SDSU men’s basketball promises to amaze

by Matthew Bain

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It’s been too long since the Aztecs last played on the hardwood, for student athletes and fans alike. But fear not, the wait is finished. San Diego State men’s basketball is back.

Uncertainty surrounded the end of last season. Jamaal Franklin declared for the 2013 NBA Draft and Chase Tapley, DeShawn Stephens and James Rahon graduated.

Those four contributed almost all of the 1,461 points, 649 rebounds and 64 blocks last year that the team will be losing this year. However, seeing how the summer and off-season have unfolded, the 2013-14 Aztecs will not only make up for the loss of production, but will outperform the 2012-13 Aztecs.

Here’s why:

Unbelievable depth

Yes, SDSU has several primetime players, including senior transfer forward Josh Davis. The team’s stunning depth, though, is by far its strongest attribute. If you don’t believe me, visit Goaztecs.com and look at the roster.

Senior guard Xavier Thames, junior forward J.J. O’Brien and Davis will most likely start. I would not be surprised to see any of the rest of the roster take the last two starting spots.

[quote]“I do believe we’ve got more players capable of helping this team than we’ve had in a long time,” Head Coach Steve Fisher said.[/quote]

From sophomore forward Winston Shepard to redshirt freshman forward Matt Shrigley to the entire team, everyone has something unique and valuable to contribute.

Time and time again, the best college basketball teams prove that depth and consistency breed success. Take last year’s University of Louisville team, for instance. No top-five or even any top-10 players were on that team. But it had a lot of great basketball players. If someone played poorly, his teammate picked up the slack.

The Aztecs don’t have the sheer talent a University of Kentucky team would have. However, SDSU’s depth will take it farther than any top-five player could.

Team’s attitude

It’s impossible to gauge a team’s attitude with certainty, but all indications show that this year’s team is a no-nonsense group ready to take on the season.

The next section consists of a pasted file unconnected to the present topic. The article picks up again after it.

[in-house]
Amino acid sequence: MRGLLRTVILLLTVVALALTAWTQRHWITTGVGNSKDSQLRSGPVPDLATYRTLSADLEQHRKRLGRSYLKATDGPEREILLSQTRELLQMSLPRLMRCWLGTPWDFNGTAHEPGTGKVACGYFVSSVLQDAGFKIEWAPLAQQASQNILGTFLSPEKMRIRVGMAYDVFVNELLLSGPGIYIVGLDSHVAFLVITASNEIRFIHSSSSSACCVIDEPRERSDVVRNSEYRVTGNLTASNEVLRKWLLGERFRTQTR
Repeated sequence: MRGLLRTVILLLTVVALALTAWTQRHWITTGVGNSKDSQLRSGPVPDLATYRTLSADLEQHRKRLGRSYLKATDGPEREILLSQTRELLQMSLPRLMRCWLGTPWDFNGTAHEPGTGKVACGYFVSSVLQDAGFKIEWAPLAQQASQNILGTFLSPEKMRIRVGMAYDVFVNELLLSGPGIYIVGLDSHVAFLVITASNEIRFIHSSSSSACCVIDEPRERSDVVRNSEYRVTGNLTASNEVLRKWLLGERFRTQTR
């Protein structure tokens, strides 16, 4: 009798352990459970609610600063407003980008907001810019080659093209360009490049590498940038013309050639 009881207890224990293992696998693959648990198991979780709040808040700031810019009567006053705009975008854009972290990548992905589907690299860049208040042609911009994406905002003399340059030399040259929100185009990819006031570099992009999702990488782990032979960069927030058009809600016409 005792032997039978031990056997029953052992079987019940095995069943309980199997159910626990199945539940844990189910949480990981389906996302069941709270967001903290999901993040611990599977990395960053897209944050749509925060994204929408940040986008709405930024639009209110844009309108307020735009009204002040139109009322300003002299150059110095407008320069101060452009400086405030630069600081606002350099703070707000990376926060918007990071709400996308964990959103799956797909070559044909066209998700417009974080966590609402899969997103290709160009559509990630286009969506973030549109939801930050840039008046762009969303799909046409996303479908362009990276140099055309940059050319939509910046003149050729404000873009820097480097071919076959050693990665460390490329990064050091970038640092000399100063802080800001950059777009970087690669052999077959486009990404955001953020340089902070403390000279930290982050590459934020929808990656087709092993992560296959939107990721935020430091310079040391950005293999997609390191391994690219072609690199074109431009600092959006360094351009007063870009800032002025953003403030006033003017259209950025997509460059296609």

[quote]“Last year, there was a lot of joking and guys laughing,” Shepard said. “But this year … you’re going to see a hard-working team, and a team playing with a chip on its shoulder.”[/quote]

Not to say that SDSU basketball isn’t fun. “The Show” wouldn’t exist if the basketball program were a no-fun zone. Players have also commented on how much they enjoy practice. However, no matter how much fun they have, the Aztecs leave the outside world at the door when they enter the gym.

[quote] “Our practices have been as competitive over an extended period of days as any team I’ve had the opportunity to coach,” Fisher said.[/quote]

Remember folks: Fisher has had a successful career. He has coached SDSU for 14 years. Before that he coached the University of Michigan for more than eight years. During his tenure at Michigan, he coached the famous “Fab Five” team, arguably one of the greatest college basketball teams of all time.

He’s been around his fair share of quality practice, so his statement speaks volumes to the quality of SDSU this year.

Coaches

Fisher is one of the great coaches in this sport’s storied history. His teams have made 12 NCAA Tournament appearances and three national championship games.

The impact of assistant coaches is sometimes easily forgotten, though. SDSU has the cream of the crop of assistant coaches with Brian Dutcher, Justin Huston, David Velasquez and Mark Fisher. ESPN ranked two SDSU assistant coaches, Dutcher and Huston, as the eighth and 19th best assistant coaches in the country, respectively.

Dutcher came to SDSU with Steve Fisher 15 years ago and has been a vital part of the program’s development. Huston returns for his sixth year at SDSU after two years at University of Nevada, Las Vegas.

I mentioned SDSU’s depth earlier. Here’s a look at some of the players to watch:

Senior guard Xavier Thames (6’3”, 195 pounds)

With two years as starting point guard under his belt, Thames is ready to lead. He is the top returning scorer from last year, averaging 9.5 points per game. And those numbers are even more impressive considering that Thames’ nagging back injury hampered his Mountain West Conference play. Imagine what a healthy Thames can do as the floor general and leader of the team.